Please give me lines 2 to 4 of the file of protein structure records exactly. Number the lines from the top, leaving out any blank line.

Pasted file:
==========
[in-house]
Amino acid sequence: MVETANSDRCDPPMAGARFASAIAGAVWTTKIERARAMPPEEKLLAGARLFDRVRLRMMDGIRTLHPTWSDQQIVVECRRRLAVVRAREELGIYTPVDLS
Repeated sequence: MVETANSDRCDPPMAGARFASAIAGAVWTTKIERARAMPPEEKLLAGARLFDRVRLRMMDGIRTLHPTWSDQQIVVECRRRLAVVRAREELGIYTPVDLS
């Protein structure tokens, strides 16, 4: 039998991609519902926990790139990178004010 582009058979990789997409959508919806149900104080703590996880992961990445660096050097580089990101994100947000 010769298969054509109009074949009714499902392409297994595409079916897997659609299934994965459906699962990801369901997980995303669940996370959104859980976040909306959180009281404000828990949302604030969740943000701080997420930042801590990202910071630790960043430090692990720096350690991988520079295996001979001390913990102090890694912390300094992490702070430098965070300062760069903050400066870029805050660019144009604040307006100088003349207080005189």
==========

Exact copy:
Amino acid sequence: MVETANSDRCDPPMAGARFASAIAGAVWTTKIERARAMPPEEKLLAGARLFDRVRLRMMDGIRTLHPTWSDQQIVVECRRRLAVVRAREELGIYTPVDLS
Repeated sequence: MVETANSDRCDPPMAGARFASAIAGAVWTTKIERARAMPPEEKLLAGARLFDRVRLRMMDGIRTLHPTWSDQQIVVECRRRLAVVRAREELGIYTPVDLS
């Protein structure tokens, strides 16, 4: 039998991609519902926990790139990178004010 582009058979990789997409959508919806149900104080703590996880992961990445660096050097580089990101994100947000 010769298969054509109009074949009714499902392409297994595409079916897997659609299934994965459906699962990801369901997980995303669940996370959104859980976040909306959180009281404000828990949302604030969740943000701080997420930042801590990202910071630790960043430090692990720096350690991988520079295996001979001390913990102090890694912390300094992490702070430098965070300062760069903050400066870029805050660019144009604040307006100088003349207080005189």